On Monday we had to go get medical checks to renew our contracts. For the most part if we failed the tests we would not be renewed. Fortunately, the checks are for major medical conditions, drug usage, and AIDS. It’s not too hard to pass.
My handler-co-teacher-friend-guy (he has no real title) Andrew was nice enough to bring both of us. He translated and lead us around where we otherwise may have gotten lost. We even got to miss school and classes to go on “official leave.” Actually, all the 1st and 2nd grad students are taking finals this week so we only missed a a couple 3rd grade classes each.
Going to a hospital in Korea was quite an adventure. We had to go to a series of rooms, take a number. Wait for the number to be called, then do that test. Repeat. There are no privacy laws – or at least not as strict. So many times we were being watched by everyone in the area (out of curiosity).
We started in a small room where they had us fill out some papers and put our photographs on our medical tests – yes it had to have a photo attached. We had to get photos taken because all of ours are imperial and the required sizes were metric – they just didn’t work.
They took our height, weight and blood pressure. That morning I had read many stories online about people “failing” the blood pressure portion of the test in Korea, only to be retested and have it be okay. I’m not sure why this is so common in Korea – maybe the machines are different or maybe people are panicking a little from the stress of being in hospital abroad. Either way, I’m glad I read about this because Chris got 145/70. The number was, of course a “fail” on the medical test. We demanded a retest or even for them to read it manually. After a few hours of other tests, Chris returned to get a very normal blood pressure.
After that we had a hearing test and a vision test. Then we began the take-a-number spree. We needed to pay the $68 dollars (each) for the checkups. I think that’s pretty good for a full physical complete with chest x-rays, blood and urine tests as well as doctor consultation. $68 was without any insurance- the insurance wouldn’t have changed the price anyway.
We took a number and waited to pay. This took a good 20 minutes as the hospital was very crowded.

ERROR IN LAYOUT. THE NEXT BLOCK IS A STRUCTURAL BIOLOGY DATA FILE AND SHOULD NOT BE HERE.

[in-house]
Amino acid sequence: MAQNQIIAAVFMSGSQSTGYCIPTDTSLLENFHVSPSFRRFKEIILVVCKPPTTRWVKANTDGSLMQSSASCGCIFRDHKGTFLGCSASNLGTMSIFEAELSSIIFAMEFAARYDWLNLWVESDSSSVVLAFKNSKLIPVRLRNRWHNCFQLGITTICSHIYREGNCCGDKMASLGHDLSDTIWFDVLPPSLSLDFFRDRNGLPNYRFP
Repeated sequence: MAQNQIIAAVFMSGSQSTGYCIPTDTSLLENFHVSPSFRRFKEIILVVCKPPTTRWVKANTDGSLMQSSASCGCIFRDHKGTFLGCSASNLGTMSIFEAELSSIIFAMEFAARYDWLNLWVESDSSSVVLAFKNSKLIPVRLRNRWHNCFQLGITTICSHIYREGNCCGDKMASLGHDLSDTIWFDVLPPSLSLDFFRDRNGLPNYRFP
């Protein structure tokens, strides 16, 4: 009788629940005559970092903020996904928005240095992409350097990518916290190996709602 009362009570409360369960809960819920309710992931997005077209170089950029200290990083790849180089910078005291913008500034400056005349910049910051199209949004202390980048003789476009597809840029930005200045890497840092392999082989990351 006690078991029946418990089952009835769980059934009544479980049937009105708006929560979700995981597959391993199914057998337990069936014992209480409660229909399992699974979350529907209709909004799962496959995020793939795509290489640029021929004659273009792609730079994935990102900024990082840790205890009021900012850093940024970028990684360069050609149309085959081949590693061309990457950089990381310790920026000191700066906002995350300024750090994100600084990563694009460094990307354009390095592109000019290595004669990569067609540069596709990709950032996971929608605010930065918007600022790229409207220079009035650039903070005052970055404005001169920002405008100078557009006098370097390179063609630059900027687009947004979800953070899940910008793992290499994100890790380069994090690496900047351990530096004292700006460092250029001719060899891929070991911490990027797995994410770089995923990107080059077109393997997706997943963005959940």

First Station: Private Consultation
We went to a very hidden room behind the payment area. Seriously it was a hidden little room. Inside were about 15 people waiting. On a large TV screen in front of us were all of our names. Your name pops up and you go to the corresponding room, 1, 2, or 3. The nurse was clever enough to put our names in hangul. Unfortunately, our names don’t fit – most Korean names are 3, maybe 4 syllable blocks at most while my first name alone is 3 syllable blocks. So we had to settle for 케이티첼 Kaeti Chel (Zel) and 크리스렌 (Chris Len).
Our names finally popped up. The doctor asked Chris if he was taking any medicine and if he was doing okay. I was only asked if I was okay and we were sent on our way. Very thorough.
Second Station: Blood and Urine Tests
We took a number and were 87, the current number was 63. The whole room was like a blood taking event. All the seats were arranged like an auditorium with two overworked phlebotomists at the front. There were no curtains or anything, we just sat in our chairs and watched twenty people give blood until it was our turn.
It got more interesting as we were handed a small paper cup labeled “medical cup” with a printout of our names on it. Then we were handed a seal-able vial “half, and half” they said. Yes, they really wanted the open dixie cup to be placed in their pee fridge. We had seen many other people return with dixie cups and put them into a huge sliding refrigerator. No seals, no caps. Just open dixie cups.
Third Station: Stand in line all day
Because Andrew was nice enough to come and translate us, we complacently followed him to each station and trusted that he knew what was going on. We also didn’t want to be a nag “what’s this station? now what? … what now, Andrew?” So we kept silent and followed along.
We went to a room that was blatantly x-rays. We had had chest x-rays last time so we figured we would be doing that. We went to another room and turned in our paperwork so we could wait in line. This nurse decided our names couldn’t be Korean-ized (unlike in the first room) and thus refused to put our names up on the tv screen. So we didn’t have a tangible thing to look at to see how much longer. “Someone will call your name here or in the other room when it’s your turn”
I think anyone could tell you that that wasn’t going to work.
Andrew waited in the other room in case our names were called there and we had to stand in a high-traffic area getting stared at by everyone. Finally after 30 minutes Andrew returned and asked the front window. Not surprisingly, they forgot about us.
They let us into the room and come to find out it was the freaking dentist. That’s not even part of the test, it’s not required for the medical check!
They gave us a 30 second cursory glance at our teeth and then approved us. A waste of time if there ever was one.
Final Station: Chest X-Rays
Not much else to say except we had chest xrays. I’ve never had one in the United States so I can’t really compare it to anything.
After three hours we were finally done. Chris had the day off and I had to go back to school for a few hours.